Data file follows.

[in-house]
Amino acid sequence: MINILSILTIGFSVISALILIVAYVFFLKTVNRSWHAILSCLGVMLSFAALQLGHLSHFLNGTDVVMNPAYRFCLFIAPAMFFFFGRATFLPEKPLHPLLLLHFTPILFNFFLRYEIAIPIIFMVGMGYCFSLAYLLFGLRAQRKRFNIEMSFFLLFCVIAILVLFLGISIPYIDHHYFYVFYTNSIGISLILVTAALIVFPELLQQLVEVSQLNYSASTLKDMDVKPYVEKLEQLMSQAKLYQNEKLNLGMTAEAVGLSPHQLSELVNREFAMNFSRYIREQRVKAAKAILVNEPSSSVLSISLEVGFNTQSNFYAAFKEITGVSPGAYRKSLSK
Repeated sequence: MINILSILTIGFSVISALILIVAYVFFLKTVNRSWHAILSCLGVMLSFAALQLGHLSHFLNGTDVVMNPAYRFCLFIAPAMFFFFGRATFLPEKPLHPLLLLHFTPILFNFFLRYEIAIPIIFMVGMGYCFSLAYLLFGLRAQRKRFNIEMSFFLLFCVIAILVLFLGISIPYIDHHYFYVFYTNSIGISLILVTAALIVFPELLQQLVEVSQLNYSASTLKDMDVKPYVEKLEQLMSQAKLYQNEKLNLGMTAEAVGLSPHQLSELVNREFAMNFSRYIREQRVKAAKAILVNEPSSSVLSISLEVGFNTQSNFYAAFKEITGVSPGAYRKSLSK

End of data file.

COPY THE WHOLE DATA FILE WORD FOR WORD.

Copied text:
[in-house]
Amino acid sequence: MINILSILTIGFSVISALILIVAYVFFLKTVNRSWHAILSCLGVMLSFAALQLGHLSHFLNGTDVVMNPAYRFCLFIAPAMFFFFGRATFLPEKPLHPLLLLHFTPILFNFFLRYEIAIPIIFMVGMGYCFSLAYLLFGLRAQRKRFNIEMSFFLLFCVIAILVLFLGISIPYIDHHYFYVFYTNSIGISLILVTAALIVFPELLQQLVEVSQLNYSASTLKDMDVKPYVEKLEQLMSQAKLYQNEKLNLGMTAEAVGLSPHQLSELVNREFAMNFSRYIREQRVKAAKAILVNEPSSSVLSISLEVGFNTQSNFYAAFKEITGVSPGAYRKSLSK
Repeated sequence: MINILSILTIGFSVISALILIVAYVFFLKTVNRSWHAILSCLGVMLSFAALQLGHLSHFLNGTDVVMNPAYRFCLFIAPAMFFFFGRATFLPEKPLHPLLLLHFTPILFNFFLRYEIAIPIIFMVGMGYCFSLAYLLFGLRAQRKRFNIEMSFFLLFCVIAILVLFLGISIPYIDHHYFYVFYTNSIGISLILVTAALIVFPELLQQLVEVSQLNYSASTLKDMDVKPYVEKLEQLMSQAKLYQNEKLNLGMTAEAVGLSPHQLSELVNREFAMNFSRYIREQRVKAAKAILVNEPSSSVLSISLEVGFNTQSNFYAAFKEITGVSPGAYRKSLSK